The Anieth Tarot and Its Relation to the Players
I have been fascinated by Tarot cards every since I first stole a peek at my mother's deck when I was a child. My father had this mysterious book called Dune and my mother had Tarot decks. I vividly recall desiring to be old enough to enter these worlds and understand them. I started my analysis of the Tarot some time later and pretty much decided that much of what was out there was confused and muddled. The whole deck seemed to me to be a record of certain development paths. When I came upon the Four-Fold way of Magic, the Tarot confirmed that the paths of the lower arcana were to be mapped onto the psychologial/spiritual paths noticed by Campbell and others doing research into pre-Christian Europe.
When I looked at story motifs and read Campbell's book on the hero's journey, I realized that the deck also represented the four stories. I will go into them briefly here, but I've written three books about these story myths. The hero's journey explained by Campbell, is not a complete motif but a truncated motif. The short tale is extremely popular in movie writing, and follows a plot similar to the first Star Wars with Luke Skywalker leaving his home. The complete cycle is very much like the life story of Anakin Skywalker. In the West, we hear a great deal about the hero's journey, not realizing that the hero always turns into the oppressor after the hero wins the princess, inherits the kingdom and becomes king. He then starts to accumulate bad mana, enemies, and become more and more tabu until he is wholely evil, and oppresses his own people whom he should be protecting. He is redemed by his own death and is reborn as the son. This is the form of religion among Christians and is an ancient, ancient motif that survived into the Classical Age. It is a familiar tale, popular and considered by some to be the only story from which all others are derived.
The match to the hero's journey is the bride's journey. Her story is popular also in a truncated version as in the Cinderella tale. She makes her path out of the ordinary world and into the magical world where she meets her prince. The other half of the tale is also very popular, but in the form of a horror tale, usually about vampires. The entire story shows the bride going to her holy wedding after being helped to win her prince with animal helpers and a fairy godmother, and after she marries, becoming obsessed with power and eternal youth to the point where she may devour her own young in order to keep herself at the point of becoming queen. After she is finally killed or horribly punished she becomes the holy mother who has compassion for all because she has been all.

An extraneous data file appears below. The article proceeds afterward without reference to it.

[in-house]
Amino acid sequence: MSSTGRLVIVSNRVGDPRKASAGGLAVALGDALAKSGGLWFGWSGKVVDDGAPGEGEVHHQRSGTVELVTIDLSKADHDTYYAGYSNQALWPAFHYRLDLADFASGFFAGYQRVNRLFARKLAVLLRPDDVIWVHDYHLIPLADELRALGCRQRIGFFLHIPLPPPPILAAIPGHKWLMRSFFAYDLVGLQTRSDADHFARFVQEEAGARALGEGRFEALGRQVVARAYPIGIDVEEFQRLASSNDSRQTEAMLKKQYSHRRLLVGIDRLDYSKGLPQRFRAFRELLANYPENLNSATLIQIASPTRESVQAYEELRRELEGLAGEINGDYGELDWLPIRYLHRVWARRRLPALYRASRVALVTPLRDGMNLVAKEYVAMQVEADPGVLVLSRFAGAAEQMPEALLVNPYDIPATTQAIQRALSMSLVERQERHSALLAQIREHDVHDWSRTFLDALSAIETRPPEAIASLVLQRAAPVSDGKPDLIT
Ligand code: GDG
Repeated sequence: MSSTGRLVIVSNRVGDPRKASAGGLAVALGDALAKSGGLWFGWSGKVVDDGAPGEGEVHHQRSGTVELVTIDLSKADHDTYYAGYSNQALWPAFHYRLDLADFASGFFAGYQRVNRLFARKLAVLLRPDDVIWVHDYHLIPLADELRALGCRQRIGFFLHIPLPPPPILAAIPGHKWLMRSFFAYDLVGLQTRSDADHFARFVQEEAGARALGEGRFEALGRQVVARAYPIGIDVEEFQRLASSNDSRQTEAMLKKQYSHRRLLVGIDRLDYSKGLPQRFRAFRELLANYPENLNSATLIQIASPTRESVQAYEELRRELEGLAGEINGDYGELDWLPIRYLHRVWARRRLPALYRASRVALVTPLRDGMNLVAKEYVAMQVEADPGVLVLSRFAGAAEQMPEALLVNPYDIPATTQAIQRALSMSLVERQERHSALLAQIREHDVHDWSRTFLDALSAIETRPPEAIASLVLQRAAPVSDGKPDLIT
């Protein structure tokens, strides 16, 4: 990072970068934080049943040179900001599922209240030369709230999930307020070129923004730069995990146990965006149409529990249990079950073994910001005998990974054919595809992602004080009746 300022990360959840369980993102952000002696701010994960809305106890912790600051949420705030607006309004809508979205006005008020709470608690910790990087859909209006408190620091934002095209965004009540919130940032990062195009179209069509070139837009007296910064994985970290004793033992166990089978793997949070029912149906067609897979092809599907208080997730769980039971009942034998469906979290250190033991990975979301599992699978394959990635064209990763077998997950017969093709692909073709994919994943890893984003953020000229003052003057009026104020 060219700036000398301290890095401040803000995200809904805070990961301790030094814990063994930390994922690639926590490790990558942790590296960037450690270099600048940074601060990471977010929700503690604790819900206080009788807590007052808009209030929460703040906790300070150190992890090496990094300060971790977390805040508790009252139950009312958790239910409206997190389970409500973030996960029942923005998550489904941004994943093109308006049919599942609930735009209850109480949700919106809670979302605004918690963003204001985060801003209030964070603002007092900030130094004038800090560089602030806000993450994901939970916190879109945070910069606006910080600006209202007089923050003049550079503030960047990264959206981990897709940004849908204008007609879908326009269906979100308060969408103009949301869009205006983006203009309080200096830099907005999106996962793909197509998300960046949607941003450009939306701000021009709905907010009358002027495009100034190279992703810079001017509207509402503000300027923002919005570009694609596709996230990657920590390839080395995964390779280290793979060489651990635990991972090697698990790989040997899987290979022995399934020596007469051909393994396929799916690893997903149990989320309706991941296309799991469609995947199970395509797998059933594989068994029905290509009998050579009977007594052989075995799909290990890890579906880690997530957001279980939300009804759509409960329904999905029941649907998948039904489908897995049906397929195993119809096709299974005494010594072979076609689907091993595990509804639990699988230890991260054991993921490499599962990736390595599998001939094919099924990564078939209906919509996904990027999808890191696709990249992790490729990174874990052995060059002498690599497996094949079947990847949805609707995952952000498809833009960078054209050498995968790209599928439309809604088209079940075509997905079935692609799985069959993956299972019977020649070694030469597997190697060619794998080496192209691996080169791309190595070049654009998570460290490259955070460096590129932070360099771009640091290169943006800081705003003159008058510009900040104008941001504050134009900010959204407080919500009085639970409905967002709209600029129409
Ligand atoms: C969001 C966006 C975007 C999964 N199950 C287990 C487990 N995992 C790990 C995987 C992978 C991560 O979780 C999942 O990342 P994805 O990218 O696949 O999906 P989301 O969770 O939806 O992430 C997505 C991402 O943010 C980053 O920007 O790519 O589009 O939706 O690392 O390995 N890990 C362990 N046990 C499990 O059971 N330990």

And finally, the mirror story or the partner story to the trickster story of the witch or talent's journey. This story shows up in bits and pieces mixed in with bride stories, but is not a bride story. The talent goes into service to a mentor to learn to dominate the "god-given" power within, sometimes in the priesthood, but more often as an artist, craftsman, or student of some skill. In the story, the witch leaves the magical world, usually on a time constraint. She must do something to save the world or give it some of her talent before she "burns" up. This story is mostly illustrated in fiction as a cautionary tale of some extraordinarily talented person who is "magical" but an alcoholic or drug addict or suicidal in another form. In the longer version, the witch is imprisoned in the dark kingdom and succeeds in destroying it through her power, and maybe the world as well. She ends up as a star, shining in the darkness out of the end of destruction.
In this illustration, you can see the complete spiral and figure eight of the four stories rising up or falling down and the points where the story lines meet. For a fuller description of all of this, I directed you to the articles on plot and writing and story motifs. I use these four stories in my own work. How do these stories end up matching up with the Tarot?
I began by trying to untangle Graves's work in his book on the ogham and the secret names of god entitled, The White Goddess. Rather than try to do too much fretting over the tree alphabet and which trees matched, in this exercise, I merely tried to match up the letters with the classical alphabet. Crowley also sensed this and tried to match up the major arcana with the Hebrew alphabet for a kabbala connection. Here is my result:
It is not entirely in order but I tried to make it close enough that you can see what Crowley and I discovered and my match to the Gaelic tree alphabet on the right of the Greek. I then tried to put it in alphabetical order.
You may notice my phonetic notes to try to untangle some of the letters. This was the only way I could "match" up the alphabets. In the sounds of Gaelic, many of the consonants change when next to other letters. A "t" might sound more like a "ch" or a "d" like a "j" sound. The letter "r" can sound like a "d" or a "t". Alphabets are not precise! They represent grammar more often that the accurate sound. English doesn't make much attempt to represent sounds accruately with spelling, but pretends that the sound changes don't exist at all. The vowels often take on a glide or a doubling to compensate for a consonant change. "glide" is pronounced "gly-eed" because of the slender "d" sound at the end of the word, for instance. So all of this is approximiate, but good enough for our needs as you shall see.